William H. Murray

William H. Murray

Infobox Governor
name= William Henry Davis Murray

office= Governor of Oklahoma
term_start= January 12, 1931
term_end= January 15, 1935
lieutenant= Robert Burns
predecessor= William J. Holloway
successor= Ernest W. Marland
birth_date= birth date|1869|11|21|mf=y
birth_place= Collinsville, Texas
death_date= death date and age|1956|7|15|1869|11|21|mf=y
death_place= Tishomingo, Oklahoma
spouse= Mary Alice Hearrell Murray
profession= Teacher, Lawyer
party= Democrat
order2= 1st Speaker of the Oklahoma House
successor2=Ben F. Wilson

William Henry Davis "Alfalfa Bill" Murray (November 21, 1869October 15, 1956) was an American teacher, lawyer, and politician from Oklahoma. He was the first Speaker of the Oklahoma House of Representatives, U.S. Representative, and Governor. He was a Democrat.

Early life

William Henry Davis Murray was born in the town of Toadsuck, Texas (renamed “Collinsville” in the 1880s), on November 21, 1869. His mother died when he was only two years old, and after his father remarried, the family moved to Montague, Texas. At the age of twelve, Murray left home. Most of Murray’s adolescence was spent working on farms during the summer and attending public schools in the winter. Murray worked and studied hard, and was admitted to the College Hill Institute in Springtown, Texas.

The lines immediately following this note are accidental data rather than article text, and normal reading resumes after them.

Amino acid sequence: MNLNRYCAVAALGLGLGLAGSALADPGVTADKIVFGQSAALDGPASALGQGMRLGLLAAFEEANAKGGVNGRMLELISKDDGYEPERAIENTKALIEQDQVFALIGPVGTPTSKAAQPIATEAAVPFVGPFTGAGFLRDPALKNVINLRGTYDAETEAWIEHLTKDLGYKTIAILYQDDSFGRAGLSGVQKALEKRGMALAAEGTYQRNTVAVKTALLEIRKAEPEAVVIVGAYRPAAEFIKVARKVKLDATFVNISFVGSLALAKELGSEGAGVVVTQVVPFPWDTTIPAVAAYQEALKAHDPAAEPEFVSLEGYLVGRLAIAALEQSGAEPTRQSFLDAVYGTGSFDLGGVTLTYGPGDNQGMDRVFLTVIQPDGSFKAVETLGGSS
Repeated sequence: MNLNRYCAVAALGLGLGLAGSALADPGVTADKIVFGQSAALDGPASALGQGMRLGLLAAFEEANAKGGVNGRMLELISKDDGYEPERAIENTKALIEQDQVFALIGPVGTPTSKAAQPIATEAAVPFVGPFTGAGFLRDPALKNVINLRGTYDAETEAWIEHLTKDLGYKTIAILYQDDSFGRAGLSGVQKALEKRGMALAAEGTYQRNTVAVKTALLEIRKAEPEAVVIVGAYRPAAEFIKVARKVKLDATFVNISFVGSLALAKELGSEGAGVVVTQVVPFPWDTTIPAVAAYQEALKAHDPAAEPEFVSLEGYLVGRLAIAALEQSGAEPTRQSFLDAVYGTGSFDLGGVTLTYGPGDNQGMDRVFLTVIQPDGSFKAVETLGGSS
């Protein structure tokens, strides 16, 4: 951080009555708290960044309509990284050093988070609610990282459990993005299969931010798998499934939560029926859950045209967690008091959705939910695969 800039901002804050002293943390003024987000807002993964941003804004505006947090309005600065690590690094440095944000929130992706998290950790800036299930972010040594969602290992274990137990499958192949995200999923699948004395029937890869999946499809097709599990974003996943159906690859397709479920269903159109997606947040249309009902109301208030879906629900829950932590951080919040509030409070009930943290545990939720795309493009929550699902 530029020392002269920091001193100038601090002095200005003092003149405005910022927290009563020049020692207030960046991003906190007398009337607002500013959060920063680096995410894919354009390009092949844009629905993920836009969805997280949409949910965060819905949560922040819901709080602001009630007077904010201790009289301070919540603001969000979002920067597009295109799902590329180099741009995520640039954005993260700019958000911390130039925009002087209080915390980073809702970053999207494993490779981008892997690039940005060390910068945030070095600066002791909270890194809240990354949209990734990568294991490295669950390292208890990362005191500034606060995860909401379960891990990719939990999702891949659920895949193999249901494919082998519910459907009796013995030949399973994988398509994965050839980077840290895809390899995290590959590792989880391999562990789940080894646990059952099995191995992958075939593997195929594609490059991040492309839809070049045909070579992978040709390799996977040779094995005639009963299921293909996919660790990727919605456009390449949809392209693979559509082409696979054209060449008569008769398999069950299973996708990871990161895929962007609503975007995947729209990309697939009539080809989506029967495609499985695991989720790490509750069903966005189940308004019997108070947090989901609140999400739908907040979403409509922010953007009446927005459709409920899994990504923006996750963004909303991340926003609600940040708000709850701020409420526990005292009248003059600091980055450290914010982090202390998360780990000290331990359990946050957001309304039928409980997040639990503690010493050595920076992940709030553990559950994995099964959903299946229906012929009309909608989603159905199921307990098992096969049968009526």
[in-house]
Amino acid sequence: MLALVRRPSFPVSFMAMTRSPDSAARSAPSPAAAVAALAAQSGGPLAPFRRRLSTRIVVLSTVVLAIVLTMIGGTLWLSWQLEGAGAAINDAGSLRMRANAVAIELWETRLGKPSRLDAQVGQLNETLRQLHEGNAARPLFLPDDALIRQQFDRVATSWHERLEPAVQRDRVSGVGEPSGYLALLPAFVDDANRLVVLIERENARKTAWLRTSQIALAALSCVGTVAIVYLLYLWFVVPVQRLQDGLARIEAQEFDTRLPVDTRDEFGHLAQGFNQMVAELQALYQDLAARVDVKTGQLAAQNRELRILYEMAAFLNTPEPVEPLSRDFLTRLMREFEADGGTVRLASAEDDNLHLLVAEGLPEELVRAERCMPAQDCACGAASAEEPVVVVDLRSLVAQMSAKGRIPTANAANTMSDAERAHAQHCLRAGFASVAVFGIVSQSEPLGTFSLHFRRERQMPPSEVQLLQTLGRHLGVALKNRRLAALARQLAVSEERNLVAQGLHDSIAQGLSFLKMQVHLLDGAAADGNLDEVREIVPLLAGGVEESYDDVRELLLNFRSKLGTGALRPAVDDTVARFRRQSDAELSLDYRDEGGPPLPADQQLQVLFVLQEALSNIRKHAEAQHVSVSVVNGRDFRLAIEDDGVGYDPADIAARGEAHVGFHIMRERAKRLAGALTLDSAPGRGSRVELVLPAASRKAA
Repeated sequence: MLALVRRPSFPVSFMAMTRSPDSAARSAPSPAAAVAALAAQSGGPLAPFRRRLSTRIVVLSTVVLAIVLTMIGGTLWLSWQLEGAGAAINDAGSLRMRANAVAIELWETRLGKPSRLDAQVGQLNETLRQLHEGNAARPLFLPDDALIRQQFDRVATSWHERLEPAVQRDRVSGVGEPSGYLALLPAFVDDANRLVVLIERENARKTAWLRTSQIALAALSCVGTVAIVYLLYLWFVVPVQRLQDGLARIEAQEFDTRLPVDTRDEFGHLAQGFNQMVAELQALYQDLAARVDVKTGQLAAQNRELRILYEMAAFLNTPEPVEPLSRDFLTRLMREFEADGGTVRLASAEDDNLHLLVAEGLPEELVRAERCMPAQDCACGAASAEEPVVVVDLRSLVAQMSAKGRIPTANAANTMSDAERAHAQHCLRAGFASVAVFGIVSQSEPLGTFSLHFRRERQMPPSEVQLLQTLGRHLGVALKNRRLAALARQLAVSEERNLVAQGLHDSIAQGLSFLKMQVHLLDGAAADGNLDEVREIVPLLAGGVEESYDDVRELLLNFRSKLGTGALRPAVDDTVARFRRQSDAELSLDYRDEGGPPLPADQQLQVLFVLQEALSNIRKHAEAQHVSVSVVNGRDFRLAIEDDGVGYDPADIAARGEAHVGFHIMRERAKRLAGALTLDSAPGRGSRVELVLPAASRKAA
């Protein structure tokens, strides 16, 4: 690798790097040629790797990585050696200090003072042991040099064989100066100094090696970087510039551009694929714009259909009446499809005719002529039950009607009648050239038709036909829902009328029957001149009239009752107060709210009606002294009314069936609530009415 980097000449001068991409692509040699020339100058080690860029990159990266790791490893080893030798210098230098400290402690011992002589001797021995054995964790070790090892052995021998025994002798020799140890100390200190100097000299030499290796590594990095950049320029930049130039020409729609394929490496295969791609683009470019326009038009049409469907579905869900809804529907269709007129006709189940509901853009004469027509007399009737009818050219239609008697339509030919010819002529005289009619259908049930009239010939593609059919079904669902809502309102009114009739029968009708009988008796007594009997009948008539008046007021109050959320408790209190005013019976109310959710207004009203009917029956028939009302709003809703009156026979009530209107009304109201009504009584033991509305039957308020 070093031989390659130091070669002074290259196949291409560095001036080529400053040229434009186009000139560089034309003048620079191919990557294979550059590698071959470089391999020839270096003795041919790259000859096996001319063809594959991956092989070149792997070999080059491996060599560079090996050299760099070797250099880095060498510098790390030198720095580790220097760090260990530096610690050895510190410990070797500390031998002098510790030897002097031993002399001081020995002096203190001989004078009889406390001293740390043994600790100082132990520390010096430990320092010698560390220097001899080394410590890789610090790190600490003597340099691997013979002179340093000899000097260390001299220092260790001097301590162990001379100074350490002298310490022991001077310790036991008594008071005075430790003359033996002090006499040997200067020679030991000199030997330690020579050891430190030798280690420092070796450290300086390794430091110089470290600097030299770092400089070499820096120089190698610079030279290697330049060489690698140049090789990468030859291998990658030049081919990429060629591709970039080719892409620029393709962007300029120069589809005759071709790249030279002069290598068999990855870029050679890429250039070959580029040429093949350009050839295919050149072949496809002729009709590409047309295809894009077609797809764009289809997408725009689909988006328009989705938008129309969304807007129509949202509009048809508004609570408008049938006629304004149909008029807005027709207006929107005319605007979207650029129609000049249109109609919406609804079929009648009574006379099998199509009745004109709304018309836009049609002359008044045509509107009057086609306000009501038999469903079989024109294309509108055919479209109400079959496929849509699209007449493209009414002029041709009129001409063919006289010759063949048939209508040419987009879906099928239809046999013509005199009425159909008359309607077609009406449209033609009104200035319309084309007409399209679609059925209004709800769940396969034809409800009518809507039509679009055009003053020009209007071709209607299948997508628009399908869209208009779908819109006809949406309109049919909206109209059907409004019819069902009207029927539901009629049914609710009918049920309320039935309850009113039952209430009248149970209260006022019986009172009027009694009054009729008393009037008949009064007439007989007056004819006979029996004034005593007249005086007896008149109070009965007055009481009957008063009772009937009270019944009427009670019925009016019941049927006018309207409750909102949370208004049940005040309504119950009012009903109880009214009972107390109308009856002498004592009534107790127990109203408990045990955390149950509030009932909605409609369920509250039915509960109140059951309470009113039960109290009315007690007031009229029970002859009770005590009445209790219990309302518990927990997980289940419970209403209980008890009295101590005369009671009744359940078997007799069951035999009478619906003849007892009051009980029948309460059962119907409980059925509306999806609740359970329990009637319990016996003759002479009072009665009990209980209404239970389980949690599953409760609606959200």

He graduated from College Hill with a teaching degree in 1889. Murray then held several jobs, including school teacher, bookseller, and writer for the "Fort Worth Gazette". While at College Hill, Murray took an interest in law. He passed the Texas bar exam in 1895, and practiced law in Fort Worth, Texas. In 1898, he moved his practice to Tishomingo in the Indian Territory (now eastern Oklahoma).

Tishomingo was the capital of the Chickasaw Nation. Murray’s legal knowledge and colorful personality earned him the position of legal advisor to the Governor of the Chickasaw Nation, Douglas H. Johnston. Murray married Johnston’s niece, Mary Alice Hearrell. Not only did Murray practice law in Tishomingo he also learned many aspects of the farmer’s life.

Murray acquired his nickname “Alfalfa” around 1902 when he was a political operative for Oklahoma Territory gubernatorial candidate Palmer S. Moseley. Murray developed the habit of giving talks to local farmers about politics and farming. During the discussion, Murray would often talk about a large tract of alfalfa he had cultivated. An observer of one of Murray's speeches, Arthur Sinclair, reported to the editor of the Tishomingo "Capital-Democrat" that he had just witnessed “Alfalfa Bill” deliver one of his finest speeches. The name stuck with Murray for the rest of his life.

Indian politics and Oklahoma statehood